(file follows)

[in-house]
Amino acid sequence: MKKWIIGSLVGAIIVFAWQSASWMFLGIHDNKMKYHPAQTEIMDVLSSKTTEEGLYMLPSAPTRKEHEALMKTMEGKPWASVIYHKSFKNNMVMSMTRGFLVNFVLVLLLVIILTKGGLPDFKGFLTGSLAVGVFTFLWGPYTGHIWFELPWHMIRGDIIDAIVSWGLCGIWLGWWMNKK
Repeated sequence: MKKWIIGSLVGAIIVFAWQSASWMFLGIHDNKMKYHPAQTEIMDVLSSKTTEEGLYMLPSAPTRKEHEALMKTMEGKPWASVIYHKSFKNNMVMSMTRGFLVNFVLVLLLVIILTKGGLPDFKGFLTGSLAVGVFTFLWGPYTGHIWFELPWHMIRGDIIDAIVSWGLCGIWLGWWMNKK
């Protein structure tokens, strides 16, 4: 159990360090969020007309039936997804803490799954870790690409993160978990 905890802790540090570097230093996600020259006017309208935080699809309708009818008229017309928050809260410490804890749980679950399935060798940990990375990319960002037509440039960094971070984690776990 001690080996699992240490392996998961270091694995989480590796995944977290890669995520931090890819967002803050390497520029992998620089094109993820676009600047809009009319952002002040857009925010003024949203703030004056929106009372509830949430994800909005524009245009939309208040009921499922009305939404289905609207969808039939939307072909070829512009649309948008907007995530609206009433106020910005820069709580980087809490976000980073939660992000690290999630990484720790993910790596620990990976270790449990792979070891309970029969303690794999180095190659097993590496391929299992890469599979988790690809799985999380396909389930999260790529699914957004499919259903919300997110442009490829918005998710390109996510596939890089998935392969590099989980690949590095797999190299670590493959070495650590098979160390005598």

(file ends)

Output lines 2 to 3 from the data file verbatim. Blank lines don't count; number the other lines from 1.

Amino acid sequence: MKKWIIGSLVGAIIVFAWQSASWMFLGIHDNKMKYHPAQTEIMDVLSSKTTEEGLYMLPSAPTRKEHEALMKTMEGKPWASVIYHKSFKNNMVMSMTRGFLVNFVLVLLLVIILTKGGLPDFKGFLTGSLAVGVFTFLWGPYTGHIWFELPWHMIRGDIIDAIVSWGLCGIWLGWWMNKK
Repeated sequence: MKKWIIGSLVGAIIVFAWQSASWMFLGIHDNKMKYHPAQTEIMDVLSSKTTEEGLYMLPSAPTRKEHEALMKTMEGKPWASVIYHKSFKNNMVMSMTRGFLVNFVLVLLLVIILTKGGLPDFKGFLTGSLAVGVFTFLWGPYTGHIWFELPWHMIRGDIIDAIVSWGLCGIWLGWWMNKK